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BP 101 - Washing Your Bottom W/O TP
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Ben 2 World
(ben2world) - MLife

Locale: So Cal
BP 101 - Washing Your Bottom W/O TP on 12/07/2008 18:52:45 MST Print View

Alright, somebody has to do it -- Here's the step by step:

1. Time to go? Take your water bottle, trowel, and hand sanitizer.
2. Locate a good spot away from people, trails, and water sources.
3. Dig hole (6 inches) -- squat -- do your thing.
4. Done? Cup your hand, pour a bit of water and wash your bottom. You do this by using the 'balls' of your index and middle fingers to clear out any residue -- with an assist from the water in the palm of your hand -- which you tilt as needed. Repeat a few times (the final time is basically rinsing).

5. Pull up your pants (you did wear wicking/quick-drying undies, right?) -- cover the hole -- with LNT in mind.

6. Sanitize your hands. Return to camp.

Being right handed, I always pour water with my left hand and do the cleaning with my right. Keep consistent to avoid cross-contaminating water bottle vs. your cleaning hand.

Generally speaking, sitting on a toilet, there may still be a lot of residue (eeeww factor) -- but when squatting, I find that the bowel pushes out most everything much more easily and freely. So the 'eeeww factor' is not that bad -- once you've done it two or three times -- it may well disappear altogether. Now that's liberating, isn't it?

Just think: no more counting/allocating TP -- less stuff to pack (or burn) -- and best of all -- nothing to pack out (unless you are camping at places that specifically require bagging and carrying out your solid body waste).

Edited by ben2world on 12/07/2008 19:24:27 MST.

Mike Clelland
(mikeclelland) - MLife

Locale: The Tetons (via Idaho)
toilet Paper Free (water class) on 12/07/2008 18:58:32 MST Print View

Right on Ben!

I have used this method, and it's fine.

This is basicly the step-by-step I give in the BPL article. (with cartoon).

I guess I would advocate soap and water over hand sanitizing, just from the studies I've read. If you use hand sanitizer, you need to use a lot. Squirt out a glob at least the size of a peanut M&M.

Edited by mikeclelland on 12/07/2008 19:01:08 MST.

Chris Morgan
(ChrisMorgan) - F

Locale: Southern Oregon
But.... on 12/07/2008 19:03:52 MST Print View

Do these methods work if you eat a lot of peanut M&Ms?

Ben 2 World
(ben2world) - MLife

Locale: So Cal
Re: No Butts.... on 12/07/2008 19:06:25 MST Print View


This method works easily and beautifully even after a whole week of eating gas-and-fart-producing Mountain House freeze-dried meals! Really.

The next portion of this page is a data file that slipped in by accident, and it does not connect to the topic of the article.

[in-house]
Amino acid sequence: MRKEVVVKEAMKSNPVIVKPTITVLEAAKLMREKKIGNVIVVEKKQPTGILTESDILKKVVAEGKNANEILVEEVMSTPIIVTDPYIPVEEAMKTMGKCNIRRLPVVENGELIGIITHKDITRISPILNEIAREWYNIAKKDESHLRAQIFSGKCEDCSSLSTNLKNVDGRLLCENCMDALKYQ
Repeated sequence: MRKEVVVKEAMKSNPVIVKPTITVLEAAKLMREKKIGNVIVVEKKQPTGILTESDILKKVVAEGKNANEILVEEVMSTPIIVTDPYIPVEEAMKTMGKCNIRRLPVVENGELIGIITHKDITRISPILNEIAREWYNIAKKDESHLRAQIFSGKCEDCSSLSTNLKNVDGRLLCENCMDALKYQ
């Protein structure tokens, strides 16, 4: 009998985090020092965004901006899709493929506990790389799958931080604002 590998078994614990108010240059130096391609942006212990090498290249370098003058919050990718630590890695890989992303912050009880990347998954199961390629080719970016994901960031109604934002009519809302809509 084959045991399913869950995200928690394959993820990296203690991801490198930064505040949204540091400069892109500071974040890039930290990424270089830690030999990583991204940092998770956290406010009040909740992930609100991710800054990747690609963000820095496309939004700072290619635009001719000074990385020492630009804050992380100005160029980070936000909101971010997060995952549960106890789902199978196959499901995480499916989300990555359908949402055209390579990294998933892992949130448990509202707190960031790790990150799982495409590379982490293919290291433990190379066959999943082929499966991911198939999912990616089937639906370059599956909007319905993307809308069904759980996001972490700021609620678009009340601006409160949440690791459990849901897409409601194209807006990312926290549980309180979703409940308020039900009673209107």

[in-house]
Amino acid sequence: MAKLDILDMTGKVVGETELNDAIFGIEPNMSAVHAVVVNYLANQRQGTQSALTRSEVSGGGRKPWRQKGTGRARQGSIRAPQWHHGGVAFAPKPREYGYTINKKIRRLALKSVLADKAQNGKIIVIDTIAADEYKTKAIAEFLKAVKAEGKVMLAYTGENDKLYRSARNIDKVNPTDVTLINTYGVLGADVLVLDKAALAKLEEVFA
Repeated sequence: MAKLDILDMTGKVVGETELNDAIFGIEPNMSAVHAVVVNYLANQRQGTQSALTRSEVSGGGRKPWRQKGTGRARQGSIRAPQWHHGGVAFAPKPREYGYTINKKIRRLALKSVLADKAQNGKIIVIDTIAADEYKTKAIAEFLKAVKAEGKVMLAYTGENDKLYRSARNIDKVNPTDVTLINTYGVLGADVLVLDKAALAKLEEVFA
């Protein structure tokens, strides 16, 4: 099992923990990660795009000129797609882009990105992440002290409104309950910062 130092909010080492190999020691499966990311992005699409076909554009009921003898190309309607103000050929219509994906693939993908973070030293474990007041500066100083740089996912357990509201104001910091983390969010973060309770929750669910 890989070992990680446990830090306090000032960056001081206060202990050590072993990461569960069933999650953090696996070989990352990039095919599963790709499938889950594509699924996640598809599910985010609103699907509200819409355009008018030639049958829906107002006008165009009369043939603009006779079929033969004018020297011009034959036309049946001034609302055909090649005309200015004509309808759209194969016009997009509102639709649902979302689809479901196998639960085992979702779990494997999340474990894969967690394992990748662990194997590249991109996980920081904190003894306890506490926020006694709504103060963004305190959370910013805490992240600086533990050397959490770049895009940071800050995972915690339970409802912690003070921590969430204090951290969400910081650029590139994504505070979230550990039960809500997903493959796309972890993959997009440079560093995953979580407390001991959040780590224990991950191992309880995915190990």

As for sanitizer -- you do NOT need copious quantities of sanitizer -- and certainly not a glob the size of an M&M. You only need enough to moisten all surface area of both hands.

Oh one more thing, wash/clean with the 'balls' of your index and middle fingers. Don't "scratch the stuff out" with your nails. Nails are harder to sanitize.

Edited by ben2world on 12/07/2008 19:09:26 MST.

Mike Clelland
(mikeclelland) - MLife

Locale: The Tetons (via Idaho)
a nice clean bottom! on 12/07/2008 19:08:56 MST Print View


Read the article, here's the LINK:

Ben 2 World
(ben2world) - MLife

Locale: So Cal
Re: a nice clean bottom! on 12/07/2008 19:12:28 MST Print View


I find that relying solely on water and gravity will use up a lot more water. I prefer my method. Much more efficient with water usage -- and much cleaner too.

Edited by ben2world on 12/07/2008 19:22:14 MST.

John S.
(jshann) - F
Re: a nice clean bottom! on 12/07/2008 22:00:03 MST Print View

How many times is Clelland going to reference an article that costs money to read.

Craig W.
(xnomanx) - F - M
Re: Re: a nice clean bottom! on 12/07/2008 22:07:13 MST Print View

A clean bottom....
yet another benefit of BPL membership.

Mike Clelland
(mikeclelland) - MLife

Locale: The Tetons (via Idaho)
bottom washing on 12/07/2008 23:09:03 MST Print View

To Joe the Backpacker:

I keep referencing the article because I put a lot of work into it, and I really tried to make it as informative (and entertaining) as I could.

People are carrying toilet paper into the backcountry, and then leaving it there - as far as I can tell, it's not really laziness, it's ignorance.

This is a website for advanced lightweight skills, but it seems some very basic skills are being ignored.

I've been recommending the article because I really believe it contains good information - a lot of it from my 14 years of teaching, and from a school that created the Leave No Trace list of ethics.

If there is one less person leaving toilet paper in the mountains because of my repetitive posting - then I feel good about my pestering.

The article is good. You should join and read it! You'll get your money back in the on-line store discounts...

Anyway - I am gunna back off and limit my postings on this subject. I feel like I've said everything I could say.


Ashley Brown
(ashleyb) - F